Wednesday, 24 October: “I smoked what?”
I spend most of the day asleep. The events of the last few days, the long trip back to Dublin, the frustrating experience finding last-minute flights to Paris on Friday, and staying out until the wee hours whenever possible (a sweet memory of nightlife in Chicago) have taken a toll on my body, so I engage in the preventative medicine of deep, soothing rest.
I’m back at the same hostel again, with a private room and the sensible idea of a good night’s sleep. These ideas only last so long, however. I’m in the mood to dance and head over to Ri Ra at midnight. I hook up with a couple of people I met on Monday, and meet two more tonight:
- Patrice, a Frenchman in his mid-20s who works at a posh restaurant in Dublin
- Fiona, studying computer science at Trinity College
- Cliona, who works with handicapped children. Her and Fiona grew up together.
- Amyric (pronounced Ah-meer-eek), a restaurant manager, also French. Roommate of Patrice.
It’s last call at Ri Ra. The Frenchmen suggest we all go back to their place, which we do, to smoke “cigarettes”. I smoke part of one, and am thirsty just a few minutes later. How about that? Conversations ensue in English, French and Gaelic. It’s amazing how much of this you can’t pick up in a few hours.
The clock in the hostel says 5:15am when I return. Michael: 1, Sensible Ideas: 0.
Thursday, 25 October: “You’re from where?”
I move to another room in the hostel, with two twin beds. I have a roommate today — from Seattle! Specifically, Greenlake He’s a 21-year-old college student studying computer science at UW. We geek out a bit, and get a big laugh out of the small world situation.
Madonna’s ‘Ray of Light’ accompanies tv and radio ads for Windows XP, which debuts today. The more I try to leave Seattle, the more it screams to be recognized.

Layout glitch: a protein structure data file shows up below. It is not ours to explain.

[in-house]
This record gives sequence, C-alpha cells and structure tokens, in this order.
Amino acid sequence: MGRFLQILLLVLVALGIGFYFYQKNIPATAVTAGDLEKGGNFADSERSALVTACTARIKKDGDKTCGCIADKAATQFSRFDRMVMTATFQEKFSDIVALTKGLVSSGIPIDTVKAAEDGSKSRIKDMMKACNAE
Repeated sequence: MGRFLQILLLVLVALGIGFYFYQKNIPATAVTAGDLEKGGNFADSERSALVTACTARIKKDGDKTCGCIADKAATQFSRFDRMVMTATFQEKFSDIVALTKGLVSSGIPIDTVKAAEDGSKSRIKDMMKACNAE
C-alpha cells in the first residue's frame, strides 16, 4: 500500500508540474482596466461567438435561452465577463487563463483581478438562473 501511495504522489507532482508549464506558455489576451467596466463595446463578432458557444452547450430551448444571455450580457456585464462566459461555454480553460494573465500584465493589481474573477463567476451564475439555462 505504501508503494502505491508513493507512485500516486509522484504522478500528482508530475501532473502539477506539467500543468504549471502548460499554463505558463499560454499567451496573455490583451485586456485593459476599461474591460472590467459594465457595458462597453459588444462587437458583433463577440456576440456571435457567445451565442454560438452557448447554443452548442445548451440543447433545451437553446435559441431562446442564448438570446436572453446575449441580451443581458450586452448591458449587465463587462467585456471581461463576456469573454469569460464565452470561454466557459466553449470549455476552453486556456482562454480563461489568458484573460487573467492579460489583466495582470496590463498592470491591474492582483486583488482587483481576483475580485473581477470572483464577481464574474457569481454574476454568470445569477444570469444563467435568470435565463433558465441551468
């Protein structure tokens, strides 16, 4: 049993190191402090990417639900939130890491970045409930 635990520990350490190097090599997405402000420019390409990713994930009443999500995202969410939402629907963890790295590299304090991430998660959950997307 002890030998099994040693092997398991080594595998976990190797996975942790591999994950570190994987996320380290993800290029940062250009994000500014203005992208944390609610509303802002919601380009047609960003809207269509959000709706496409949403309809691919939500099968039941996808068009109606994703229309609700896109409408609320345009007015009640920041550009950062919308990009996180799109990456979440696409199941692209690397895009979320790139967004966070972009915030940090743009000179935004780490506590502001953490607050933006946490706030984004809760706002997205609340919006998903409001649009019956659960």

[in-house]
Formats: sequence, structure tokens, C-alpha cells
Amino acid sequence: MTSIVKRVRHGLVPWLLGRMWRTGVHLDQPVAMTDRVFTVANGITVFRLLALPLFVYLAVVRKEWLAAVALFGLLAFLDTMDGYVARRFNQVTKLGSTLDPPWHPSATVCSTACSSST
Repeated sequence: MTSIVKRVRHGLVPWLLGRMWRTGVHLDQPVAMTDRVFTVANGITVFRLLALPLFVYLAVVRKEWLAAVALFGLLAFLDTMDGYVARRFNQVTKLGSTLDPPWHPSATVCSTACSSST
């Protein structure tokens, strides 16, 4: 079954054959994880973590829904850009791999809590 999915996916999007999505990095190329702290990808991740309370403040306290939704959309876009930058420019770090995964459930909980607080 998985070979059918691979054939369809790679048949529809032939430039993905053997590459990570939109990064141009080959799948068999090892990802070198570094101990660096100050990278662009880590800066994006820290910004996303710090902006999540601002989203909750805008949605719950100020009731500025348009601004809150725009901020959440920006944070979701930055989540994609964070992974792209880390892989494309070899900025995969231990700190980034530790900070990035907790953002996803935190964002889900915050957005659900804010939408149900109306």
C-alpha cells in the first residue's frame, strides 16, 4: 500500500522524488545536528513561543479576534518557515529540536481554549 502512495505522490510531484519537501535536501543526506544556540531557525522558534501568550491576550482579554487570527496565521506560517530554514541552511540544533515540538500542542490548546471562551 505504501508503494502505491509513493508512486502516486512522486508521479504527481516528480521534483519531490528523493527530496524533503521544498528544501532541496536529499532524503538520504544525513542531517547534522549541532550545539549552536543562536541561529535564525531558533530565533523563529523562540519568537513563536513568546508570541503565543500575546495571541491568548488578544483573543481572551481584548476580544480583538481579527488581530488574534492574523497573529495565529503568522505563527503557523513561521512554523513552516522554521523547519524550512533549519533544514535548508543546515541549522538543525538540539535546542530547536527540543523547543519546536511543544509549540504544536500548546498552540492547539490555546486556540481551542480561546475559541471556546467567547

Apart from making sure my body is sufficiently caffeinated, nothing else happens tonight.
Friday, 26 October: “Sinatra *is* the international language!”
Ivan meets me at the ticket counter in Dublin on Friday morning, and tells me about his amazing time in Galway, the least important event being singing “My Way” with drunken strangers. Such a good time that he only had an hour and a half sleep last night and drove maniacally to Dublin averaging 90mph in 2 1/2 hours. I’m so glad I didn’t have to read about him in the Irish Times Police Beat.
Liverpool Street station in London, our connection between yet another set of airports, is an architectural marvel.
As we land in Paris, it occurs to me that I don’t know any French. We’ve got 3 nights at a cheap hotel near the Opera on rue de something-or-other. We’re now nine hours ahead of Seattle, but that still doesn’t help them beat the Yankees retroactively. It’s time to move on now. (Cubs in 2002!)
On our way to forage for food in English, we pass an establishment that boasts karaoke every night!
Dual-priced menus showing the franc and the euro. The euro goes into effect on 1 January 2002 and is so close in value to the dollar that we know exactly how much we’re being fleeced at the restaurant we eventually choose.
I’ll never drink coffee from a machine in the UK again. Wine is expensive, and damn, it’s good. No screwtop caps here.
Women and men are very fashion-conscious here, and it looks great on them. Leather is the new denim.
We pass the karaoke bar on the way back. Ivan’s tired, but I convince him that this is the fair and just thing to do, if only for either the children or the American PeopleTM.
Hey, everyone’s singing in French, and the audience is singing along! It reminds me of the time I was at a party a long time ago when the host put on a Garth Brooks CD and everyone knew the lyrics except me and proceeded to sing and I felt like I had entered a Twilight Zone episode or something and wondered if my friends that I thought I knew so well had been replaced with beings from some horrible alternate universe.
Ivan requests “It’s Now or Never”. He gives admirable effort, but the audience seems much more receptive to French songs. Maybe if we sang in *outrageous* French accents?
I get the courage to sing “Lady is a Tramp” (apologies to Jeannette, who reigns as the tune’s owner in the greater Ballard area) in English, and I belt it out as loud, as unapologetically, and as Sinatra-like as I can. This feeling completely overshadows the fact that I paid 9 dollars for a Heineken. I feel a part of Paris now, albeit a miniscule one.